Preferences, Spatial Prices and Inequality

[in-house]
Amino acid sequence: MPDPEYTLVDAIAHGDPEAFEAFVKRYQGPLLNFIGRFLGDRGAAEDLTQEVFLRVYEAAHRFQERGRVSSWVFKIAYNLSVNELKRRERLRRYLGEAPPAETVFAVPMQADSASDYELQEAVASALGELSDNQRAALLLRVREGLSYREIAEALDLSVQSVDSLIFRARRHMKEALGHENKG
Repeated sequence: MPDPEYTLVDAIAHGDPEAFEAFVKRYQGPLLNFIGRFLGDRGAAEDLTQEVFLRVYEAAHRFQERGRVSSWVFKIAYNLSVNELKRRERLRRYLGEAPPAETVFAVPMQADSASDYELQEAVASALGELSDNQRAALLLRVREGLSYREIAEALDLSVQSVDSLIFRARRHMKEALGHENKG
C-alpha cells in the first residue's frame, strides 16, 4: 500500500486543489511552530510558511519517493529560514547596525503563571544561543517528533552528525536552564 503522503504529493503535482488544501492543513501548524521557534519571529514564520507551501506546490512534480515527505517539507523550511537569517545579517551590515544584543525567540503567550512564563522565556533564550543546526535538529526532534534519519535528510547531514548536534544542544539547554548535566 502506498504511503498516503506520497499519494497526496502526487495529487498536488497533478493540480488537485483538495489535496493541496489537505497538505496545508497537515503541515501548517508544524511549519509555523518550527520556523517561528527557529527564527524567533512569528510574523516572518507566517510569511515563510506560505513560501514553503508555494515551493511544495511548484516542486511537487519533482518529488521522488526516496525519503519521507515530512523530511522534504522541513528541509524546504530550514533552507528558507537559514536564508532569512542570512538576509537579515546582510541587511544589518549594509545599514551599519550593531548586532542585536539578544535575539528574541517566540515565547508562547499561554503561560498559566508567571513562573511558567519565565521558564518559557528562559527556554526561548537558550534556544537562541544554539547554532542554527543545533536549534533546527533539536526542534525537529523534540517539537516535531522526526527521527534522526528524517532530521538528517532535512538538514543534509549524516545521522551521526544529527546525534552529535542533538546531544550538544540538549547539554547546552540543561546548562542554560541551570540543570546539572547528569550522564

Much of the recent welfare analysis in the development literature has focussed attention on poverty. This is especially true for India which has seen a large proliferation in the poverty literature. This study departs from this tradition and focuses on inequality. It is based on the premise that as a country develops and experiences high growth rates, the focus should shift from poverty to inequality. Rising inequality leads to increasing marginalisation and greater social tension even while there may have been a general decline in poverty rates. The study examines the effect of prices on inequality. It does so in the heterogeneous country context of rural India during the recent period of economic reforms and beyond. It proposes a framework for calculating preference based “exact” price indices and shows its usefulness by consistently calculating spatial prices and regionally varying temporal prices that take into account both differences in preferences between states and changing preferences over time. The “exact” price indices are based on the recent “Exact Affine Stone Index” (EASI) demand system. This paper provides evidence on the usefulness of the proposed procedures by finding that the nature of inflation has been regressive during the first half (1999/2000 – 2004/5) and progressive during the second half (2004/5- 2009/10). The study also provides evidence based on panel estimation that suggests that while temporal price inflation has a positive effect on inequality, the effect of spatial prices on inequality is qualitatively quite different. The study also documents the positive role that rural developmental spending can play in reducing inequality. In contrast, an increase in non-farm labour productivity increases inequality. The sharp rise in inequality during the second half of our time period when India recorded high growth rates and falling poverty rates highlights the need for a closer look at inequality and its determinants as in this study.
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